Mobile operators have an opportunity to harness IM and social networking in order to increase the stickiness of their traditional messaging services, and to generate additional traffic and revenues from these services. To achieve this, mobile operators need to maintain a primary role in how their subscribers access IM and MSN. For many operators, this means implementing network-based address book services, which will be the starting point for all of their subscribers’ mobile communications.

Telecoms operators need to catch up in the superfast broadband race

For the most part, the real winners in the superfast broadband race have been cable operators – telecoms operators must do something about this in 2011. Those that have rolled out fibre need to be more aggressive in their efforts to convince consumers and service providers to move to their new networks. Low prices and attractive bundles, rather than superfast speeds, will be vital. Consequently, operators will rekindle their interest in investing in low-cost VDSL, both from the street cabinet and the local exchange.

The battle for the connected home heats up

The year 2011 will see TVs overtake games consoles as the dominant in-home connected device, at least in terms of units sold, but this does not mean people will actually use the online services. By the end of the year, we will be much closer to knowing whether Google TV, Apple TV, Canvas and HbbTV are game changers or simply another case of The Emperor’s New Clothes.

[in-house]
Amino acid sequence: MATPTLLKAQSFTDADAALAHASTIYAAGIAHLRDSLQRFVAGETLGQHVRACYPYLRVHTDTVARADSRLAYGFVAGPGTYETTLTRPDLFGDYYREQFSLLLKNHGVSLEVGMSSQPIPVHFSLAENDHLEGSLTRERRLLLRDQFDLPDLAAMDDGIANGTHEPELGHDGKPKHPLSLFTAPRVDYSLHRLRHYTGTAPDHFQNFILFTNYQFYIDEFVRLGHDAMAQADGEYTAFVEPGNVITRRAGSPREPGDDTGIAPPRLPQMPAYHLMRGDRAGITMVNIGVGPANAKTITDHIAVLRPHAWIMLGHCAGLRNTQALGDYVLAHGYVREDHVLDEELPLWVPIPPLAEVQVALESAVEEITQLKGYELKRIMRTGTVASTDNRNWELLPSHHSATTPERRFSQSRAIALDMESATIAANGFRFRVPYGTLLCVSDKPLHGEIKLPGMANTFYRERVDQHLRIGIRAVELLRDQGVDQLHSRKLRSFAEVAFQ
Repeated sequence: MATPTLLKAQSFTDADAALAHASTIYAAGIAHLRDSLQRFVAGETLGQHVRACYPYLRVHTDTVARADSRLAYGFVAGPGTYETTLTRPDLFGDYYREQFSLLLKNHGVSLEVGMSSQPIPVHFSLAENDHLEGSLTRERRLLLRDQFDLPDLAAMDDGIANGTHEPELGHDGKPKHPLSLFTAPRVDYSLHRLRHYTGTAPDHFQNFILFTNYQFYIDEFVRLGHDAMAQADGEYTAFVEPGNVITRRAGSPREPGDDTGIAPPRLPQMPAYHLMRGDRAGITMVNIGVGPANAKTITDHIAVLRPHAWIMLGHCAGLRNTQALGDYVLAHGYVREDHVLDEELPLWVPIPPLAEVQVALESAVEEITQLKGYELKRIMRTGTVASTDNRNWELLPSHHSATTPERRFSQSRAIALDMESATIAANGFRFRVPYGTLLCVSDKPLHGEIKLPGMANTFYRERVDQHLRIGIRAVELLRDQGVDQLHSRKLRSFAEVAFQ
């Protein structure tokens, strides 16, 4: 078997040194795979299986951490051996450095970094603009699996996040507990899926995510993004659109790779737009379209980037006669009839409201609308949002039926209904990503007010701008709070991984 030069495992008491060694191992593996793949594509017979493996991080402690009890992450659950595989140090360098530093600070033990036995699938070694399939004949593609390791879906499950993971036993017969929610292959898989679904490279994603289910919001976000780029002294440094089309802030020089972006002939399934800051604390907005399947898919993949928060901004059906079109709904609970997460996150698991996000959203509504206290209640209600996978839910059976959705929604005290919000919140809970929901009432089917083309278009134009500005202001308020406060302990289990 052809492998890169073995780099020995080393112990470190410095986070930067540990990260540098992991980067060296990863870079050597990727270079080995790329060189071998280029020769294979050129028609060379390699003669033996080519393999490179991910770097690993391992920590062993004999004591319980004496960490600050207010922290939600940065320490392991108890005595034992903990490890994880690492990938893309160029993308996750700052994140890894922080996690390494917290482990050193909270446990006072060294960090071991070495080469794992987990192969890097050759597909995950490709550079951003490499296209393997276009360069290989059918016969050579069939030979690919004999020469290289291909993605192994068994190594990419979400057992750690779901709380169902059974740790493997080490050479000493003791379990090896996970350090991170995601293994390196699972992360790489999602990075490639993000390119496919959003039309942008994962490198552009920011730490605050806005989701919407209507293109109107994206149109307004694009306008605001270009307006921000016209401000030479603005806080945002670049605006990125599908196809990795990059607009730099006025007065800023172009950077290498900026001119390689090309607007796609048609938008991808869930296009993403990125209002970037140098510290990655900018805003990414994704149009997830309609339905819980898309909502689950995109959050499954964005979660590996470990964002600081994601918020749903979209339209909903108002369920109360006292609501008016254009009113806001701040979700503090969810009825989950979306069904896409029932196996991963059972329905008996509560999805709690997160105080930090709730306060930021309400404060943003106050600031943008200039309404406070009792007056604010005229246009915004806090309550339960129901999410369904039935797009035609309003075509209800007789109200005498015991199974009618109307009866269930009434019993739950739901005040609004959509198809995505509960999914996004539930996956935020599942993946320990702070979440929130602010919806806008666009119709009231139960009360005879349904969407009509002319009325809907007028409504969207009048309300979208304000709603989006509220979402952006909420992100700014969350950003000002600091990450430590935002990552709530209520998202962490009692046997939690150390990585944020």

Cable TV declines in Western Europe

Operators are not just struggling to cope with converting European cable homes from analogue to digital, they are competing to upsell their subscribers to bundled packages, especially triple-play (TV, broadband and telephony) and even quad-play (triple-play plus mobile service bundles. Forecasts predict that the number of Western European TV homes taking cable will fall from 51 million in 2006 to 48 million in 2015 – or from 31pc of households to 26pc.

LTE spectrum fragmentation will undermine its global potential

LTE’s inherent adaptability, the feature which has helped it gain global acceptance, may actually come to undermine its global potential. The failure to identify globally harmonised spectrum for next-generation “4G” services means that, in order to meet the demands of a diverse range of frequency allocations, LTE is being required to provide operators with multiple options in terms of channel size and spectrum band, as well as a choice between FDD and TDD modes.

Network rationalisation continues

Regardless of market dynamics – be it “mature” Western Europe or “emerging” Africa – 2010 has been a year of network rationalisation and 2011 looks to be no different. As it becomes unsustainable for minor carriers to roll out networks, market consolidation will follow, and so, too, will network rationalisation. Expect to see similar instances of network sharing in Africa, especially as carriers come under increasing pressure to universalise their networks and reach the underserved.

John Kennedy is a journalist who served as editor of Silicon Republic for 17 years